Narcissus (Caravaggio)

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Narcissus
Italian: Narciso
Narcissus-Caravaggio (1594-96) edited.jpg
Artist Caravaggio
Year 1597–1599
Type Oil on canvas
Dimensions 110 cm × 92 cm (43 in × 36 in)
Location Galleria Nazionale d'Arte Antica

Narcissus is a painting by the Italian Baroque master Caravaggio, painted circa 1597–1599. It is housed in the Galleria Nazionale d'Arte Antica in Rome.

The painting was originally attributed to Caravaggio by Roberto Longhi in 1916.[1] This is one of only two known Caravaggios on a theme from Classical mythology, although this reflects the accidents of survival rather than the historical reality. The story of Narcissus, told by the poet Ovid in his Metamorphoses, is of a handsome youth who falls in love with his own reflection. Unable to tear himself away, he dies of his passion, and even when crossing the Styx, keeps looking at his own reflection (Metamorphoses 3:339-510).[2]

Ovid's Narcissus was a frequent topic in literature; by example taken up by Dante (Paradiso 3.18-19) and Petrarch (Canzoniere 45-46).[2] The story was well known in the circles of collectors, such as Cardinal Francesco Maria del Monte and the banker Vincenzo Giustiniani, in which Caravaggio was moving at this period. Caravaggio's friend, the poet Giambattista Marino, wrote a description of the topic.[2]

The story of Narcissus was particularly appealing to artists (or at least the kind who painted for the educated tastes of patrons such as Giustiniani and Del Monte), for reasons explained by the Renaissance theorist Leon Battista Alberti: "the inventor of painting ... was Narcissus ... What is painting but the act of embracing by means of art the surface of the pool?"[3]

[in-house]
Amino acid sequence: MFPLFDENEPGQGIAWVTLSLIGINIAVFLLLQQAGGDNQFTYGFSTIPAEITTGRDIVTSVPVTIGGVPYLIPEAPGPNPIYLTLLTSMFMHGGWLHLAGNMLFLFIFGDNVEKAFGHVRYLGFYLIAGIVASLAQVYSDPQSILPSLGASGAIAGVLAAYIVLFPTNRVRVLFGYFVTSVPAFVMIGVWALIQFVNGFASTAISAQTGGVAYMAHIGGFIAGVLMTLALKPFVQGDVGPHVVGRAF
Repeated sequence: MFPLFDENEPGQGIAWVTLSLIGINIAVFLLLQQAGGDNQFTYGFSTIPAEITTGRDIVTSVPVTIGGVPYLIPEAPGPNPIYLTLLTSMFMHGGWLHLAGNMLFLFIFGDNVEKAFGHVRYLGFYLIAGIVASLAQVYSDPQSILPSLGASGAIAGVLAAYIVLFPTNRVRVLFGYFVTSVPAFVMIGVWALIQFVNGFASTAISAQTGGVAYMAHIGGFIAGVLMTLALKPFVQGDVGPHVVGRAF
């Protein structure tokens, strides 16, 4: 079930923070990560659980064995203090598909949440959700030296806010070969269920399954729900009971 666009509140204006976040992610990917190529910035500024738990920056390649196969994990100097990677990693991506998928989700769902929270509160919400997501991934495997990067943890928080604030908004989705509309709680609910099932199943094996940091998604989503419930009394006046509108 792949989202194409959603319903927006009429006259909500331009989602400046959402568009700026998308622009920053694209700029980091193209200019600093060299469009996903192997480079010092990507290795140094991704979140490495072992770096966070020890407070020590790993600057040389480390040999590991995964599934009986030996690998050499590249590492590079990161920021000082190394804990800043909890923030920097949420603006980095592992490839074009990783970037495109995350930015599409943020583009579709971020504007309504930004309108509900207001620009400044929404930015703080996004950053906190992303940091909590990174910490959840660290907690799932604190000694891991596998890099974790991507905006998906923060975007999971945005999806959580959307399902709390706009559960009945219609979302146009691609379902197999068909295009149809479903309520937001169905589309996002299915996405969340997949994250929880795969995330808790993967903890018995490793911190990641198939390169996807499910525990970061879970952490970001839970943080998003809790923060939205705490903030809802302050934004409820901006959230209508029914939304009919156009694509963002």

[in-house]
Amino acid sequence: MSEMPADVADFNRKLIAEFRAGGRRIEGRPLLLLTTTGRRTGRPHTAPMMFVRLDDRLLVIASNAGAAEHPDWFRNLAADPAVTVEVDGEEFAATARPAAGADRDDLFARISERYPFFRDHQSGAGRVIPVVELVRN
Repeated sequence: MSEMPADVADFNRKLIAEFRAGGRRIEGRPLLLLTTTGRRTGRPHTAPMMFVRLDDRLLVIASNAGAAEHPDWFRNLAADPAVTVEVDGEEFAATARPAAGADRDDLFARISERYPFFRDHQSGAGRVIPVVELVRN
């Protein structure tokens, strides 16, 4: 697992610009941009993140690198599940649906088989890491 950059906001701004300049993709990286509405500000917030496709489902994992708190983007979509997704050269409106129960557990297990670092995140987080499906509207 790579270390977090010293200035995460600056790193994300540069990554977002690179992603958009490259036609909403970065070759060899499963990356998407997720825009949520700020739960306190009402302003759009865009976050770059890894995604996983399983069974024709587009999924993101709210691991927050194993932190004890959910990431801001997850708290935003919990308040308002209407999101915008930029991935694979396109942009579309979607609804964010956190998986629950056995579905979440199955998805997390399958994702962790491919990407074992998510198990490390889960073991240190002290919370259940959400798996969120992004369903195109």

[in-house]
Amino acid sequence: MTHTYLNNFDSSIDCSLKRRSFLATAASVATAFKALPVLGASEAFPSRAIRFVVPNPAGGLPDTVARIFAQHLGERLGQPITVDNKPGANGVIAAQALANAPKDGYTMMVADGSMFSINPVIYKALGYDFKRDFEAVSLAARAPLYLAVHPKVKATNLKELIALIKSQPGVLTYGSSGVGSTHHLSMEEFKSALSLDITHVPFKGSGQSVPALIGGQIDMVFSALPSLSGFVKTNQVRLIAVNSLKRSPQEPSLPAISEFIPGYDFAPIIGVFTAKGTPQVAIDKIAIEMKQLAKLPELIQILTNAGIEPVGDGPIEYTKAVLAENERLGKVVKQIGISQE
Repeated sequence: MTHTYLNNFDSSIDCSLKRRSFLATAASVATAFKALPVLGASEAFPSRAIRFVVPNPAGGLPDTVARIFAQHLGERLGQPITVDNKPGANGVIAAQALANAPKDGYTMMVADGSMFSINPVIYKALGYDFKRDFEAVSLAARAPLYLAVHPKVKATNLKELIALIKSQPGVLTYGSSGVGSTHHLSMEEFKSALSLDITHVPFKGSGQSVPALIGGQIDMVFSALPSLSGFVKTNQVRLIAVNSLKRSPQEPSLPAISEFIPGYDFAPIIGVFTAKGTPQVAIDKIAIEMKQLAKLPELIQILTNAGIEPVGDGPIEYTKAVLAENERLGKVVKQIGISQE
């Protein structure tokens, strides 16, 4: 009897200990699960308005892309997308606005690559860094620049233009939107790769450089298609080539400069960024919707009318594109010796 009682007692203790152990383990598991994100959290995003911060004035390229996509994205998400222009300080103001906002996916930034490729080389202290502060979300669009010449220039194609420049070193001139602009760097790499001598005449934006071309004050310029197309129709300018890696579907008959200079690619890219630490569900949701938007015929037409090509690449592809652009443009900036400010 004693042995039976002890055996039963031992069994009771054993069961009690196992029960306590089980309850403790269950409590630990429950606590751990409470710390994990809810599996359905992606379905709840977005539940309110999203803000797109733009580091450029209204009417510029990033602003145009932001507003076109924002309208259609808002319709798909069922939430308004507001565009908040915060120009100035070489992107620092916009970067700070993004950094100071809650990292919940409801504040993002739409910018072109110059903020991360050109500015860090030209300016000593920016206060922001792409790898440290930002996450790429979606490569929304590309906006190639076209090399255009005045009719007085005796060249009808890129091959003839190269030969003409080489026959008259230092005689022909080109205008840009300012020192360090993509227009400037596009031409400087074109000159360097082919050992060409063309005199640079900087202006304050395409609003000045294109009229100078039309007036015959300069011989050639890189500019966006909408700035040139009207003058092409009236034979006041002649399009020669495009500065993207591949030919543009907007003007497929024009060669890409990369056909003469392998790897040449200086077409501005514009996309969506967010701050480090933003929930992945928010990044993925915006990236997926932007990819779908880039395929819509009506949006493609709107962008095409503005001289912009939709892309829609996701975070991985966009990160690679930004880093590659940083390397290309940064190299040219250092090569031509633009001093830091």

Caravaggio painted an adolescent page wearing an elegant brocade doublet, leaning with both hands over the water, as he gazes at this own distorted reflection.[2] The painting conveys an air of brooding melancholy: the figure of Narcissus is locked in a circle with his reflection, surrounded by darkness, so that the only reality is inside this self-regarding loop. The 16th century literary critic Tommaso Stigliani (it) explained the contemporary thinking that the myth of Narcissus "clearly demonstrates the unhappy end of those who love their things too much."[4]

References[edit]

  1. ^ Metropolitan Museum of Art (1985). The Age of Caravaggio. New York, N.Y.: Metropolitan Museum of Art. p. 265. ISBN 9780870993800. 
  2. ^ a b c d Posèq, Avigdor (1991). "The Allegorical Content of Caravaggio's "Narcissus"". Notes in the History of Art 10 (3): 21–31. Retrieved 3 November 2013. 
  3. ^ http://www.mcah.columbia.edu/arthumanities/pdfs/arthum_raphael_reader.pdf[dead link]
  4. ^ http://www.findarticles.com/p/articles/mi_m0422/is_3_84/ai_91673179/pg_8[dead link]